Long managed by the state, authorities started to privatise the Mexican railway system in 1995, dividing the country’s railways into different regions and putting them under private management through concession deals lasting up to 50 years. Railway lines now carry 28% of all freight moving inside Mexico, with import and export movements accounting for 50% of all railway cargo. Railways have become pivotal for the growth of manufacturing activities, especially in northern Mexico, with easy links to the US and Canada.
Most of the 26,727-kilometre system is managed under one of six different concessions. Ferromex, owned by conglomerate Grupo México, is the biggest railway concession in the country. Its network connects the north-western railway lines, linking northern cities to five border crossings into the US. It also allows for direct transportation of cargo to important ports such as Manzanillo and Mazatlán, on the Pacific coast, and Altamira, Tampico and Veracruz, on the Gulf of Mexico. Also under Grupo México’s control is the smaller Ferrosur concession, in charge of the south-eastern railway network. A joint-venture between US-based Kansas City Southern (KCS) and Mexican shipping group Transportación Marítima Mexicana (TMM) won the concession for Mexico’s northeast railway lines in 1996, with KCS buying out TMM in 2005 and becoming Kansas City Southern de México (KCSM).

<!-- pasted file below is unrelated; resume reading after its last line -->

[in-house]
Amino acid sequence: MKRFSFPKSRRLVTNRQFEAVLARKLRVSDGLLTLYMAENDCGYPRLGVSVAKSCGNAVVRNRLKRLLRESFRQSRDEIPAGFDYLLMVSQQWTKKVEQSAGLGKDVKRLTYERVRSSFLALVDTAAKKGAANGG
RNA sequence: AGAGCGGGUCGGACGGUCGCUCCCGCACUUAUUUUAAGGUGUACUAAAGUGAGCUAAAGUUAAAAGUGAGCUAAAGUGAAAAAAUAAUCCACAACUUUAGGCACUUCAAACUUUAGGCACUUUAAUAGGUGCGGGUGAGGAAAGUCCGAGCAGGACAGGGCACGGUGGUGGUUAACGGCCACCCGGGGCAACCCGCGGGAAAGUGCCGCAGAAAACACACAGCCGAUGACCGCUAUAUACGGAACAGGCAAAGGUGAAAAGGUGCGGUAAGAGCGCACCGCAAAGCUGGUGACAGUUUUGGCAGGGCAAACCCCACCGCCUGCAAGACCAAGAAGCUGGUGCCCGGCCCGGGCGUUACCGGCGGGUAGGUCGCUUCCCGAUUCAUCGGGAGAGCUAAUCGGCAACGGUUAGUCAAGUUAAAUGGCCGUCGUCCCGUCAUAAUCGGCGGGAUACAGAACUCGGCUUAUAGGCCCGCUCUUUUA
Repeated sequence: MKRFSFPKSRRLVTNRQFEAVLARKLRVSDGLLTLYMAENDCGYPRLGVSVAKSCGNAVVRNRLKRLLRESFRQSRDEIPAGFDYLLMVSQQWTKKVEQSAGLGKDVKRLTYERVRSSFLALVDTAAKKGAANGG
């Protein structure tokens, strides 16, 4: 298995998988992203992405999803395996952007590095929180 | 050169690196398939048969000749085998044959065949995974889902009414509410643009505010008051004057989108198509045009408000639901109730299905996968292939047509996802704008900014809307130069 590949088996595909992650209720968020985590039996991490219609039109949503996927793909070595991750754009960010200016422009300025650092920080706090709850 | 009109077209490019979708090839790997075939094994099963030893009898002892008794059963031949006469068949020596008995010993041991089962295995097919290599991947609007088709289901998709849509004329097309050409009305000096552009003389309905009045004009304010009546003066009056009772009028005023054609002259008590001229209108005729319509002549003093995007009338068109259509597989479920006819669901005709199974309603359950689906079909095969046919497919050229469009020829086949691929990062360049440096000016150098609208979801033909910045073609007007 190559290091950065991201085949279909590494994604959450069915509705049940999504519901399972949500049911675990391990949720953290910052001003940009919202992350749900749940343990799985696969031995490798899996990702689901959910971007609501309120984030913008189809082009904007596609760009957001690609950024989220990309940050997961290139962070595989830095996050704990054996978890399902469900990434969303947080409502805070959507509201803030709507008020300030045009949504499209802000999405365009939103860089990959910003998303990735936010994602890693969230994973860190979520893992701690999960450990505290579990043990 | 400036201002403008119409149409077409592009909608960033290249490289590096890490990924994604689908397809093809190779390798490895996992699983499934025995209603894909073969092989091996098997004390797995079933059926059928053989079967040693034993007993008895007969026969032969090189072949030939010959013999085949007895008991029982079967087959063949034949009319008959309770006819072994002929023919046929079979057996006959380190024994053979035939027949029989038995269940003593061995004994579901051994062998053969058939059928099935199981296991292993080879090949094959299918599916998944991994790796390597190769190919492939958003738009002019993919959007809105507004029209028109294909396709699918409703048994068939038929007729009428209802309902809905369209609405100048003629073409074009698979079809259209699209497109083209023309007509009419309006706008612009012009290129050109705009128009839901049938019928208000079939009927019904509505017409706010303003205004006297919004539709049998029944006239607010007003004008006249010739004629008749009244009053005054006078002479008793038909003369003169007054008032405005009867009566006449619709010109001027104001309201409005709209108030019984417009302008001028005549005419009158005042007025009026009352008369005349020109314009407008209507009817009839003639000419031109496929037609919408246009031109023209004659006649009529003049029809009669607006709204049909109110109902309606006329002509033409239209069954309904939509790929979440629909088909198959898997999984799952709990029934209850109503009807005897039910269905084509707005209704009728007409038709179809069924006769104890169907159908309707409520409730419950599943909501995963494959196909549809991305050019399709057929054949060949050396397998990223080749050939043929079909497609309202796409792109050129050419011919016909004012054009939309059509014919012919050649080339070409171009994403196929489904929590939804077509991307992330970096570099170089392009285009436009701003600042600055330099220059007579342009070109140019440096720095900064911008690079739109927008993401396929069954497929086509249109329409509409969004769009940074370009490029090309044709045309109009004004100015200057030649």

A handful of smaller concessions manage smaller railway lines across the country. The Coahuila-Durango line is managed by Industrias Peñoles, and Viabilis is the concession-holder for the line that links Chiapas to Mayab. The three biggest railway concessions, Ferromex, Ferrosur and KSCM, also own Terminal y Ferrocarril del Valle de México, which operates railway links in and around the capital city. Mexican railway lines are owned by the government, which means that only the state can build new railway links.
Although initially leading to fears that concession-holders would have to share railway lines with other operators, legislative changes introduced to the railway sector in early 2015 have kept the existing concession framework, while introducing a sector agency to resolve disputes between customers and concession-holders. “There was a rectification of the figure of the concession-holder. It is important to have a regulatory agency that will listen to the different parts involved in the railway service,” Iker de Luísa Plazas, general director of the Mexican Railway Association, told OBG.
Under the current administration, new impetus has been given to passenger railway links, with several important projects announced. Some of these have since been cancelled or postponed under budgetary constraints. Already under construction is the high-speed train linking Mexico City to Toluca, a 57.7-km connection. The initial tender for the project, covering the construction of the first 36 km, has already been awarded. The railway is expected to cost MXN45bn ($3bn) and be operational by late 2017. The SCT expects the link to greatly reduce traffic between the two cities, which frequently reaches 18,000 vehicles a day.
A planned 250-km passenger link between the city of Mérida and the Mayan Riviera, on the Yucatán Peninsula, has been cancelled. The project was expected to cost MXN17.9bn ($1.2bn) and involve both public and private financing. Although over MXN500m ($33.6m) had been spent on the initial planning of the project, the SCT announced in late 2014 that the railway project would be cancelled due to budget cuts.